Coupling becomes obsession in society

Columnist Brandon Baker questions the state of the institution of marriage.

You hear a lot in the news about the GLBT community fighting in the name of “love.” It’s a wonderful concept that fills your body with all of those warm, fuzzy feelings and makes you want to indignantly stand up in protest against those mean-spirited, anti-love mongers who strip gays and lesbians of their rights.

But is the institution of “love” really solid ground for the community to stand on?

Love seems to be everywhere. You can’t walk into a coffee shop, a movie theater or even down a street without witnessing both its blessings and atrocities. You see couples holding hands, Disney princesses puckering up for their beloved prince and hear the Plain White T’s whining about seeing the precious Delilah.

What these love-struck victims might fail to mention however, is that Delilah is probably off in college being lustful and promiscuous, while the man singing the song is wasting his time hung-up on a girl with a silly idea of romance fabricated in a dream. And in the end, for what purpose?

I love the idea of the GLBT community winning its battle for marriage. Whether I value the concept or the meaning behind it is irrelevant. I realize it’s important and only fair to recognize that it’s a symbolic goalpost in the fight for equal rights in a society that puts (albeit a bit too much) emphasis on its other halves.

But taking a view that is completely distant from the closed-off window that is the GLBT community, I believe society’s perception of love to be the poison of our society.

Lately, I’ve contemplated how our society would function if we were presented with a popular culture that instead put emphasis on being single. Would we still feel those desperate urges and desires to find that “special someone”?

Particularly in a modern world that doesn’t necessarily need to add more to the world’s seven billion and growing population, I fail to wholeheartedly understand why so many of the people I talk to have such a fixation on love, relationships and the delusional white-picket-fence lifestyle.

It seems to me that while the legal benefits of marriage are wonderful, the institution has become wildly outdated in today’s society. It almost seems a bit hypocritical for the world to put so much concentration and effort into crafting a superb, free-thinking individual, while at the same time, telling them they need to get married and create a family in order to be valued.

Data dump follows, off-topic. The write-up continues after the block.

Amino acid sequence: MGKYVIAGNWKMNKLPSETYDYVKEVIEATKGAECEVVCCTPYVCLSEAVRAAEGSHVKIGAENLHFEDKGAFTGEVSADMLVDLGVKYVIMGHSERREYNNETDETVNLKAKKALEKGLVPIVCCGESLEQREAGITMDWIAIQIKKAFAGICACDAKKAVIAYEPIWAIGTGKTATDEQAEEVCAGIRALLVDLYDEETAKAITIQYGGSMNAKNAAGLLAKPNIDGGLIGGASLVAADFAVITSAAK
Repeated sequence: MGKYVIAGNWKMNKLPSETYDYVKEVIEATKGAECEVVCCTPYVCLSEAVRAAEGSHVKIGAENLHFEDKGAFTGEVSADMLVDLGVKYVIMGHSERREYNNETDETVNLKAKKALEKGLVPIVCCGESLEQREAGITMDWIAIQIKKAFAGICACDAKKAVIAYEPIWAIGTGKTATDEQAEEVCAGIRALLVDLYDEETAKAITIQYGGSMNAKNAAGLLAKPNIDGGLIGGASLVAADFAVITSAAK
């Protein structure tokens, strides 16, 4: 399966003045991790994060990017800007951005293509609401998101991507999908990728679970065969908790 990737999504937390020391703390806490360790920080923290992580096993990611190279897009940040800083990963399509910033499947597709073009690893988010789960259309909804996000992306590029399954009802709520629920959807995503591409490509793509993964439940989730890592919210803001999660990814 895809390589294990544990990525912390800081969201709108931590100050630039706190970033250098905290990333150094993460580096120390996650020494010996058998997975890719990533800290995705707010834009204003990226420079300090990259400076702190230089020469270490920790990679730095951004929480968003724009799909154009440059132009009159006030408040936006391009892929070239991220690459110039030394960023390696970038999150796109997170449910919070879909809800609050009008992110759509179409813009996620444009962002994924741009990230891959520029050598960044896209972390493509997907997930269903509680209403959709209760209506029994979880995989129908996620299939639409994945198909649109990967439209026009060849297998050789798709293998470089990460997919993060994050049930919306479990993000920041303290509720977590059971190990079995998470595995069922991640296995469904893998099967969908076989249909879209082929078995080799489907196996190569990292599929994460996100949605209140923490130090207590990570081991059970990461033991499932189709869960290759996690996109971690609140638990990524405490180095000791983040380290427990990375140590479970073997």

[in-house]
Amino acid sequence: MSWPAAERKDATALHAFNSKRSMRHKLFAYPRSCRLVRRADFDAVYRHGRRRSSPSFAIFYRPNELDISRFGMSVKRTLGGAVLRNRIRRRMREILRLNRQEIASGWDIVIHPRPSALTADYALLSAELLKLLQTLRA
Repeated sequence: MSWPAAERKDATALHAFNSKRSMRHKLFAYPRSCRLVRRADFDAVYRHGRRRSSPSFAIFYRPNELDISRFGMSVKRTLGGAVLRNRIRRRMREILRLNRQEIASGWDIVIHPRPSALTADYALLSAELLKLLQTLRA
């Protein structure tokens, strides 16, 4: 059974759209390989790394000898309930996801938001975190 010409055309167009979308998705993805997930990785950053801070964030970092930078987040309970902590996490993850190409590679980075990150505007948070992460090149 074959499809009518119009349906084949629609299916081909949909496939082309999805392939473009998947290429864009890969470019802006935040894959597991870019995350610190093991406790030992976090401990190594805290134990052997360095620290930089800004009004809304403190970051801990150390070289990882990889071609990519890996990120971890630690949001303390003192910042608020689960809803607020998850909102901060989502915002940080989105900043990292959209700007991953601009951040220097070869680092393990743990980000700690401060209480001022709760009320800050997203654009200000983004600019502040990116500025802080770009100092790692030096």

After all, who wants to be the single guy or gal at the Thanksgiving dinner table when they’re 40 years old?

Deep down, I don’t believe that anyone wants to be that person. But I also don’t believe the single stigma needs to be perpetuated as much as it is. Friends can joke and jest all they want about how you’ll end up as “the crazy cat lady” in old age, but who says it has to be a bad thing?

I wear my cat lady stripes with pride. If you find love, that’s wonderful, but I don’t see the point in using the institution of marriage as a means of social validation. No one needs a marriage license to prove that they’re not alone or that their life had meaning – gay or straight.

The best love you’ll ever find in life is the love you have for yourself. So please, by all means, Disney, put forth an “independent woman” as your next princess. Who knows what impact you might have on society.

Brandon Baker can be reached at

1 Comment

  1. I think that one of the major reasons that marriage still exists in our society today is because of inflation and greater economic needs. When two “fiercely independent” (as in hard-working individuals with their own income) people come together, each one has something to bring to the table, and the two together can afford a lifestyle that neither alone could afford. I’m not quite sure how this has happened, because it used to be (in the 50’s and before that) that the head of the household was the “breadwinner” and could support an entire family. Although marriage is unnecessary for many individuals today, I think the financial security it provides is one reason why it still exists as an institution in our society today.

Leave a Reply

Your email address will not be published.